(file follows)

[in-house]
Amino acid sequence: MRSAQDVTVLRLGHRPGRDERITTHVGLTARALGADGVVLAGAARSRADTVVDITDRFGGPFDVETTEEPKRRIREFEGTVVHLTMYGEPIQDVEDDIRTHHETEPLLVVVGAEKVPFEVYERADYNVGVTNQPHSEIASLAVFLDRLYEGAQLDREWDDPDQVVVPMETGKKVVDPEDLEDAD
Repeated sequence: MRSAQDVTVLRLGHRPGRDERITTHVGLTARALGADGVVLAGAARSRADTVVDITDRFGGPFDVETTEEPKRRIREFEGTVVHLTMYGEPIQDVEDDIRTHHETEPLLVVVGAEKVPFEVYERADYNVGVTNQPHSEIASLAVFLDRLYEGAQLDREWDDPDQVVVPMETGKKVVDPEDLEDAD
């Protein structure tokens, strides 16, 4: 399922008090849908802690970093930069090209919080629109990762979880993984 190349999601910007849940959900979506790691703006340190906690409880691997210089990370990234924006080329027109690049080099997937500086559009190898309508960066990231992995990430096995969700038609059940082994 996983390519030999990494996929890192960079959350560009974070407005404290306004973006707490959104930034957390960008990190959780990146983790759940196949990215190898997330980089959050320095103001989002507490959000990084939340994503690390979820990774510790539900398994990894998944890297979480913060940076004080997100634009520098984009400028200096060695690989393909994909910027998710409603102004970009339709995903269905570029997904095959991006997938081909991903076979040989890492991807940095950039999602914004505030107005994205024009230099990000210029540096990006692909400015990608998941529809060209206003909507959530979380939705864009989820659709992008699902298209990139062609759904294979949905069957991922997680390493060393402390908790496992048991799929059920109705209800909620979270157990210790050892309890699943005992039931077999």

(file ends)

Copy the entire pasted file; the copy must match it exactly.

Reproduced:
[in-house]
Amino acid sequence: MRSAQDVTVLRLGHRPGRDERITTHVGLTARALGADGVVLAGAARSRADTVVDITDRFGGPFDVETTEEPKRRIREFEGTVVHLTMYGEPIQDVEDDIRTHHETEPLLVVVGAEKVPFEVYERADYNVGVTNQPHSEIASLAVFLDRLYEGAQLDREWDDPDQVVVPMETGKKVVDPEDLEDAD
Repeated sequence: MRSAQDVTVLRLGHRPGRDERITTHVGLTARALGADGVVLAGAARSRADTVVDITDRFGGPFDVETTEEPKRRIREFEGTVVHLTMYGEPIQDVEDDIRTHHETEPLLVVVGAEKVPFEVYERADYNVGVTNQPHSEIASLAVFLDRLYEGAQLDREWDDPDQVVVPMETGKKVVDPEDLEDAD
């Protein structure tokens, strides 16, 4: 399922008090849908802690970093930069090209919080629109990762979880993984 190349999601910007849940959900979506790691703006340190906690409880691997210089990370990234924006080329027109690049080099997937500086559009190898309508960066990231992995990430096995969700038609059940082994 996983390519030999990494996929890192960079959350560009974070407005404290306004973006707490959104930034957390960008990190959780990146983790759940196949990215190898997330980089959050320095103001989002507490959000990084939340994503690390979820990774510790539900398994990894998944890297979480913060940076004080997100634009520098984009400028200096060695690989393909994909910027998710409603102004970009339709995903269905570029997904095959991006997938081909991903076979040989890492991807940095950039999602914004505030107005994205024009230099990000210029540096990006692909400015990608998941529809060209206003909507959530979380939705864009989820659709992008699902298209990139062609759904294979949905069957991922997680390493060393402390908790496992048991799929059920109705209800909620979270157990210790050892309890699943005992039931077999």